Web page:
The Grand Chamber of the European Court of Human Rights (ECtHR) has held that the monitoring of personal messages on a work-related internet messaging account did breach the Article 8 right to privacy.


We reported on the ECtHR's first decision in Bărbulescu v. Romania [2016] ECHR 61 in Issue 1 of the UK Employment Law Round-up (see here). To recap, Article 8(1) of the European Convention on Human Rights (ECHR) states that "everyone has a right to respect for his private and family life, his home and his correspondence". Article 8(2) provides that a public authority shall not interfere with the exercise of the right to privacy "except such as is in accordance with the law and is necessary in a democratic society" in the interests of national security, public safety or the economic wellbeing of the country; for the prevention of disorder or crime; for the protection of health or morals; or for the protection of the rights and freedoms of others. The right to respect for correspondence under Article 8 protects the right to communicate and the confidentiality of private communications. This covers letters, email and telephone conversations at work.

The first decision of the ECtHR in Bărbulescu found that Mr Bărbulescu's right to respect for private life and correspondence had been engaged. However, since he was aware of his employer's rules prohibiting the use of the company's IT systems for personal purposes, his employer was entitled to dismiss him for the same. His employer was entitled to verify that he was working during working hours. Further, it had accessed his messaging account, in the belief that it contained only work-related communications.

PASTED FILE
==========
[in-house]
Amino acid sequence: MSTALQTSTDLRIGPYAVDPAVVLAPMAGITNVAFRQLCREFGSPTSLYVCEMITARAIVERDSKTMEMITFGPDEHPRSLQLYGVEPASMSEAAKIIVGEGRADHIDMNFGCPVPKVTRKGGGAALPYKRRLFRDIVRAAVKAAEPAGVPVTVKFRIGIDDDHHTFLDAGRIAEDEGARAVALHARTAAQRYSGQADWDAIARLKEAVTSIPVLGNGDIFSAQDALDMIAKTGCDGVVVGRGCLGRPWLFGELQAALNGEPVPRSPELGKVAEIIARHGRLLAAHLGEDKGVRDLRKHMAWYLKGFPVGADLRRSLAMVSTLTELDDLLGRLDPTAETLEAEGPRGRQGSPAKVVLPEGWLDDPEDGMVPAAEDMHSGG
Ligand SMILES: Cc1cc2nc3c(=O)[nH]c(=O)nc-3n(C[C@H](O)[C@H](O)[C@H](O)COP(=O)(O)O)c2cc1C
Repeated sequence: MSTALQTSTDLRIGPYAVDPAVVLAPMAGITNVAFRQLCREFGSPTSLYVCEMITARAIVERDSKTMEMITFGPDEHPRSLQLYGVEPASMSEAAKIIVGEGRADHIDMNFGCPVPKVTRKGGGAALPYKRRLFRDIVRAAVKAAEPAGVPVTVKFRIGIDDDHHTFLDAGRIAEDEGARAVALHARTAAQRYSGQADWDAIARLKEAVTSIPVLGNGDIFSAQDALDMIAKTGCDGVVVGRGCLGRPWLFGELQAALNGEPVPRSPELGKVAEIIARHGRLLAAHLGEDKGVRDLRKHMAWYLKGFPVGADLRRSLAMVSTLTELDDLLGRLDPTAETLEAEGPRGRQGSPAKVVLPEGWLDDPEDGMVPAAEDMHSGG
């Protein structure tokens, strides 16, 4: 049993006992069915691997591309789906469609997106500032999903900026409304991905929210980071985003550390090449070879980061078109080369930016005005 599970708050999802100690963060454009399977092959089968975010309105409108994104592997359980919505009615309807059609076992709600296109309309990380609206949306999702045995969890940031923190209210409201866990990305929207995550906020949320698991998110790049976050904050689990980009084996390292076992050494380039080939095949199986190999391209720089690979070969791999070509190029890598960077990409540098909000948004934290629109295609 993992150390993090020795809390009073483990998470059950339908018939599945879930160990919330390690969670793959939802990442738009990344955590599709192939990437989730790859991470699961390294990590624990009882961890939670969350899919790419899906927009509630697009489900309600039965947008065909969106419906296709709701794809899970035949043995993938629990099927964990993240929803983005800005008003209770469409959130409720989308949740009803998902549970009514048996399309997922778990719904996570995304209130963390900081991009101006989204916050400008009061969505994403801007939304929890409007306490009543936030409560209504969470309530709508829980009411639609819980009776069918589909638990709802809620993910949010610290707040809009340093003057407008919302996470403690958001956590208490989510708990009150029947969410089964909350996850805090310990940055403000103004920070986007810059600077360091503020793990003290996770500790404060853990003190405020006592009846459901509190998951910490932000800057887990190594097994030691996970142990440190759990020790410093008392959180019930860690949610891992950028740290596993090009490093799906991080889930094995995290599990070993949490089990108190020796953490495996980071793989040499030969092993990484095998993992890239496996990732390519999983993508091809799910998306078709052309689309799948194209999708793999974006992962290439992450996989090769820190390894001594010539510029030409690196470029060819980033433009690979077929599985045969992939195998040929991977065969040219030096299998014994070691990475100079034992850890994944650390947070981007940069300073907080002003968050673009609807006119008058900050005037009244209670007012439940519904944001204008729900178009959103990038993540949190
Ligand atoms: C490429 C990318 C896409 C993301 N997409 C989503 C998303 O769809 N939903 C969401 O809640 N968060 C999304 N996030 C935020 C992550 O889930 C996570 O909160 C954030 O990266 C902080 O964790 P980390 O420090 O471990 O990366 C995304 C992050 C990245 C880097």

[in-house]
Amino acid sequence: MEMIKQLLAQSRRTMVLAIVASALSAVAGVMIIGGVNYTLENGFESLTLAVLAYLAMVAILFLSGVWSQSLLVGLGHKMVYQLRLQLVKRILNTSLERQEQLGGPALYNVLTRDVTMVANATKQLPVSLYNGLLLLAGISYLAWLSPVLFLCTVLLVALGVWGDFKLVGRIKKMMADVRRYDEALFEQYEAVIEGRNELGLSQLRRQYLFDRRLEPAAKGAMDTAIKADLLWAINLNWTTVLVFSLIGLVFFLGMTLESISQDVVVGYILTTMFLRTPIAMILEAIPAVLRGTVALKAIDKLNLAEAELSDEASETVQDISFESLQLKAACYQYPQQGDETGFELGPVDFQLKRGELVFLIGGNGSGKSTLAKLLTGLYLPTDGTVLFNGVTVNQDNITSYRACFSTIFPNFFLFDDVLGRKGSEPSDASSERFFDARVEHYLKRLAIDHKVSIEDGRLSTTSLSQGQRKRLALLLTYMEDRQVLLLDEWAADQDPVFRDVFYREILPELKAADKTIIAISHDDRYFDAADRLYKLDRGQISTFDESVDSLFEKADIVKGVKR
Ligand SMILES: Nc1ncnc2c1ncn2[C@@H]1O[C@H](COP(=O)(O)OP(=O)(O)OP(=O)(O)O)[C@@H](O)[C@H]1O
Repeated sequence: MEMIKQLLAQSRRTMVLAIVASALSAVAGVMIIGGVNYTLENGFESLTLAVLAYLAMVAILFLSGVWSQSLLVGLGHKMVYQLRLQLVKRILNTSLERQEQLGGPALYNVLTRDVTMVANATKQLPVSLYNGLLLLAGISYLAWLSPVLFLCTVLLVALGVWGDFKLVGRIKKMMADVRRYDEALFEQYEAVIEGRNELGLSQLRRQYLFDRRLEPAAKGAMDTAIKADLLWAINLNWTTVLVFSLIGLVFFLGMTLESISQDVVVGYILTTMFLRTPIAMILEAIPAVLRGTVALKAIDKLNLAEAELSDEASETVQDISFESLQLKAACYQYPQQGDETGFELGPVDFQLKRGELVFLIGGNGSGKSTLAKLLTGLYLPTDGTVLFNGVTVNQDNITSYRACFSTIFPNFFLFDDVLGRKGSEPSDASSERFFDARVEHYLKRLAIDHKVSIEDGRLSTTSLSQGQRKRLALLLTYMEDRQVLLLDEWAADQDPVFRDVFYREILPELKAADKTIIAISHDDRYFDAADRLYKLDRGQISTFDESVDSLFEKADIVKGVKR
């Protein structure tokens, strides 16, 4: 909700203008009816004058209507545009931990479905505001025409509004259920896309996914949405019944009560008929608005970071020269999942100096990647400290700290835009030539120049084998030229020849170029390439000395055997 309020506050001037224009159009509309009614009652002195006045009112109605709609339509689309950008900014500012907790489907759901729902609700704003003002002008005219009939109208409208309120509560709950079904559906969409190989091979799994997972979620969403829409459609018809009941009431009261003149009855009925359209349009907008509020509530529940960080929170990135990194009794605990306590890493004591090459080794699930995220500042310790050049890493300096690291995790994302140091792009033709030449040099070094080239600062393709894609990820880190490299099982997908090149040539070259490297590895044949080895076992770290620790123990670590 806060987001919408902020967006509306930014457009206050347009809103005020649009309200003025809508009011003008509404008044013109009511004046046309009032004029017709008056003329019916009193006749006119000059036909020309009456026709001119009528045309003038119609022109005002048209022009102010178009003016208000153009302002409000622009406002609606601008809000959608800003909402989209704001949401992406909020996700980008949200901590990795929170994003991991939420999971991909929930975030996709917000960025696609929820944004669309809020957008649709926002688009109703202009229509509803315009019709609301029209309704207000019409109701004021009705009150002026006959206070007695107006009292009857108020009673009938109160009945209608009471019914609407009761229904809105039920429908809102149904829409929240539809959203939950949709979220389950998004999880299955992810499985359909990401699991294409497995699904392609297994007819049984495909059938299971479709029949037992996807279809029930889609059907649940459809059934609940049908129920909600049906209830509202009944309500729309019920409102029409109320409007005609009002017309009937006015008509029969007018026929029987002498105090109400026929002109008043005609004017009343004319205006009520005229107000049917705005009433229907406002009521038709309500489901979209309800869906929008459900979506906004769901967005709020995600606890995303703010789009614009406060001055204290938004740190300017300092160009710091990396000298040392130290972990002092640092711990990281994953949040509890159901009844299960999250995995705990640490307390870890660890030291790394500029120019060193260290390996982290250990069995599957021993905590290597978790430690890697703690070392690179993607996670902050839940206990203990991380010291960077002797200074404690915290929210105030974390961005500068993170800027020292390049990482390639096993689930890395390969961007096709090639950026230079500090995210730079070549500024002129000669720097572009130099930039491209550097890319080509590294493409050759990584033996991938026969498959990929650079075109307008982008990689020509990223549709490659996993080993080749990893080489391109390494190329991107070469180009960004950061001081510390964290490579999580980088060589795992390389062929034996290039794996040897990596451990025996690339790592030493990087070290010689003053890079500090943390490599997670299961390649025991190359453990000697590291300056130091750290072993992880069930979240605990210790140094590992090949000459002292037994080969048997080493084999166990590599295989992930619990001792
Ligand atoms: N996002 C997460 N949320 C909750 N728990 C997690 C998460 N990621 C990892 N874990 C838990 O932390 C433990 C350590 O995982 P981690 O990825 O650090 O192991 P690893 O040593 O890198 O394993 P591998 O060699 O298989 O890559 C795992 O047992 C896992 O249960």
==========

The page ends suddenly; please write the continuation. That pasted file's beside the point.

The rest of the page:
Upon being heard by the Grand Chamber the ECtHR held the Romanian court had not adequately protected Mr Bărbulescu's right to respect for his private life and correspondence. It had failed to strike a fair balance between relevant competing interests.

The ECtHR held that "private life" should be defined broadly, to include professional activities, or activities taking place in a public context. "Correspondence" should also be construed broadly, and include internet messaging.

In this case, while the employer had strictly prohibited personal use of its IT equipment, and had a system for monitoring use to enforce the ban, Mr Bărbulescu was not informed in advance of the nature and extent of the monitoring, or the possibility the employer might have access to the content of his communications. There was therefore a reasonable expectation of privacy and Mr Bărbulescu's Article 8 rights were engaged and had been violated.

The ECtHR held the following factors were relevant in deciding if a fair balance was struck between the competing interests:

  • Has unequivocal notification of monitoring been given in advance?
  • What is the extent of the monitoring and the degree of intrusion into the employee's privacy?
  • Has the employer provided legitimate reasons to justify monitoring the communications?
  • Would it have been possible to establish a monitoring system based on less intrusive methods?
  • What are the consequences of the monitoring for the employee and what use has the employer made of the results?
  • Has the employee been provided with adequate safeguards?

What does this mean for employers?

This judgment has swung the pendulum back in support of the employee. But, as we advised in Issue 1, provided the monitoring of employees' use of the internet and their communications sent during work time is reasonable and proportionate, it is likely to remain permissible. Employers should also bear in mind the key factors that the ECtHR held were relevant in deciding if a fair balance was struck between the competing interests. These factors are likely to also be relevant if employees rely on the provisions of the Data Protection Act 1998 and / or the Regulation of Investigatory Powers Act 2000 to challenge monitoring by their employers, as may be more likely in the UK.